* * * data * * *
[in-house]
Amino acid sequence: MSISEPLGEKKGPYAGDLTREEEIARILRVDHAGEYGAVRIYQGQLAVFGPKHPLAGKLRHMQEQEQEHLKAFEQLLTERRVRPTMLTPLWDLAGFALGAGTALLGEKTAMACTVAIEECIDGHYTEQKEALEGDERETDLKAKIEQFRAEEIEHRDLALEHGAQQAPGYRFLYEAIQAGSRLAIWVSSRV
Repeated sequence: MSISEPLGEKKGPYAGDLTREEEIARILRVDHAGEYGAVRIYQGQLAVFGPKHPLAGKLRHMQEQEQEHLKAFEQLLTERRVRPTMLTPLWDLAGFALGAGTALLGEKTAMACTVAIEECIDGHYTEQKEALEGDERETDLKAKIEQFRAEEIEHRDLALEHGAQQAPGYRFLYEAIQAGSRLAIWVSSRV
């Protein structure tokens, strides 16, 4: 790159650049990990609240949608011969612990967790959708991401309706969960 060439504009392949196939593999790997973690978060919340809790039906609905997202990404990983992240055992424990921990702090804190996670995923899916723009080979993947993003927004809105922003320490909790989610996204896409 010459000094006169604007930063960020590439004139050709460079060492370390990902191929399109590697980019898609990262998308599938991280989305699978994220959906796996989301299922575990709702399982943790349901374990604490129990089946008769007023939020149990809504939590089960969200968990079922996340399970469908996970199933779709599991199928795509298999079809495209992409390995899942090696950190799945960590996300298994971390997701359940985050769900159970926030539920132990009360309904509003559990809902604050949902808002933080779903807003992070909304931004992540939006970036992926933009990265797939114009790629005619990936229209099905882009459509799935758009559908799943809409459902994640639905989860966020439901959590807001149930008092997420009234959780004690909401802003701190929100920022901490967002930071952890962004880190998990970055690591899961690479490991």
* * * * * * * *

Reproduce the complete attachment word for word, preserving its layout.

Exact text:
[in-house]
Amino acid sequence: MSISEPLGEKKGPYAGDLTREEEIARILRVDHAGEYGAVRIYQGQLAVFGPKHPLAGKLRHMQEQEQEHLKAFEQLLTERRVRPTMLTPLWDLAGFALGAGTALLGEKTAMACTVAIEECIDGHYTEQKEALEGDERETDLKAKIEQFRAEEIEHRDLALEHGAQQAPGYRFLYEAIQAGSRLAIWVSSRV
Repeated sequence: MSISEPLGEKKGPYAGDLTREEEIARILRVDHAGEYGAVRIYQGQLAVFGPKHPLAGKLRHMQEQEQEHLKAFEQLLTERRVRPTMLTPLWDLAGFALGAGTALLGEKTAMACTVAIEECIDGHYTEQKEALEGDERETDLKAKIEQFRAEEIEHRDLALEHGAQQAPGYRFLYEAIQAGSRLAIWVSSRV
């Protein structure tokens, strides 16, 4: 790159650049990990609240949608011969612990967790959708991401309706969960 060439504009392949196939593999790997973690978060919340809790039906609905997202990404990983992240055992424990921990702090804190996670995923899916723009080979993947993003927004809105922003320490909790989610996204896409 010459000094006169604007930063960020590439004139050709460079060492370390990902191929399109590697980019898609990262998308599938991280989305699978994220959906796996989301299922575990709702399982943790349901374990604490129990089946008769007023939020149990809504939590089960969200968990079922996340399970469908996970199933779709599991199928795509298999079809495209992409390995899942090696950190799945960590996300298994971390997701359940985050769900159970926030539920132990009360309904509003559990809902604050949902808002933080779903807003992070909304931004992540939006970036992926933009990265797939114009790629005619990936229209099905882009459509799935758009559908799943809409459902994640639905989860966020439901959590807001149930008092997420009234959780004690909401802003701190929100920022901490967002930071952890962004880190998990970055690591899961690479490991």